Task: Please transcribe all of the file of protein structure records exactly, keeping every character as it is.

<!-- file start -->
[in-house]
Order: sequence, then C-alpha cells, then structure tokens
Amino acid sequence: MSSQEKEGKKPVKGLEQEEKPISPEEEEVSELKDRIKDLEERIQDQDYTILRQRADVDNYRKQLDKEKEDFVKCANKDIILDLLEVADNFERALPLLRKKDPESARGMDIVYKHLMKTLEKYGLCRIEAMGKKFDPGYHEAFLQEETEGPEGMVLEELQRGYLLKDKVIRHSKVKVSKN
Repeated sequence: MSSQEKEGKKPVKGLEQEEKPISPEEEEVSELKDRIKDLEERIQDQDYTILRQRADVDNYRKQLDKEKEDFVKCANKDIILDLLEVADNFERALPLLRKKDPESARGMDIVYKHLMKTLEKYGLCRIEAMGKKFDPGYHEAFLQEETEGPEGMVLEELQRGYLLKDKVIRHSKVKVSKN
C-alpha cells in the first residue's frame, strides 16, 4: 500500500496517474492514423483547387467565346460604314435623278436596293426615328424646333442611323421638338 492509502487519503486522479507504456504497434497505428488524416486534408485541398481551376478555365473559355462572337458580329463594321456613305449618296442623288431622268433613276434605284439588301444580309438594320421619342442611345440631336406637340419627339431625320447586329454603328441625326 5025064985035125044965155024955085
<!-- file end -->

[in-house]
Order: sequence, then C-alpha cells, then structure tokens
Amino acid sequence: MSSQEKEGKKPVKGLEQEEKPISPEEEEVSELKDRIKDLEERIQDQDYTILRQRADVDNYRKQLDKEKEDFVKCANKDIILDLLEVADNFERALPLLRKKDPESARGMDIVYKHLMKTLEKYGLCRIEAMGKKFDPGYHEAFLQEETEGPEGMVLEELQRGYLLKDKVIRHSKVKVSKN
Repeated sequence: MSSQEKEGKKPVKGLEQEEKPISPEEEEVSELKDRIKDLEERIQDQDYTILRQRADVDNYRKQLDKEKEDFVKCANKDIILDLLEVADNFERALPLLRKKDPESARGMDIVYKHLMKTLEKYGLCRIEAMGKKFDPGYHEAFLQEETEGPEGMVLEELQRGYLLKDKVIRHSKVKVSKN
C-alpha cells in the first residue's frame, strides 16, 4: 500500500496517474492514423483547387467565346460604314435623278436596293426615328424646333442611323421638338 492509502487519503486522479507504456504497434497505428488524416486534408485541398481551376478555365473559355462572337458580329463594321456613305449618296442623288431622268433613276434605284439588301444580309438594320421619342442611345440631336406637340419627339431625320447586329454603328441625326 5025064985035125044965155024955085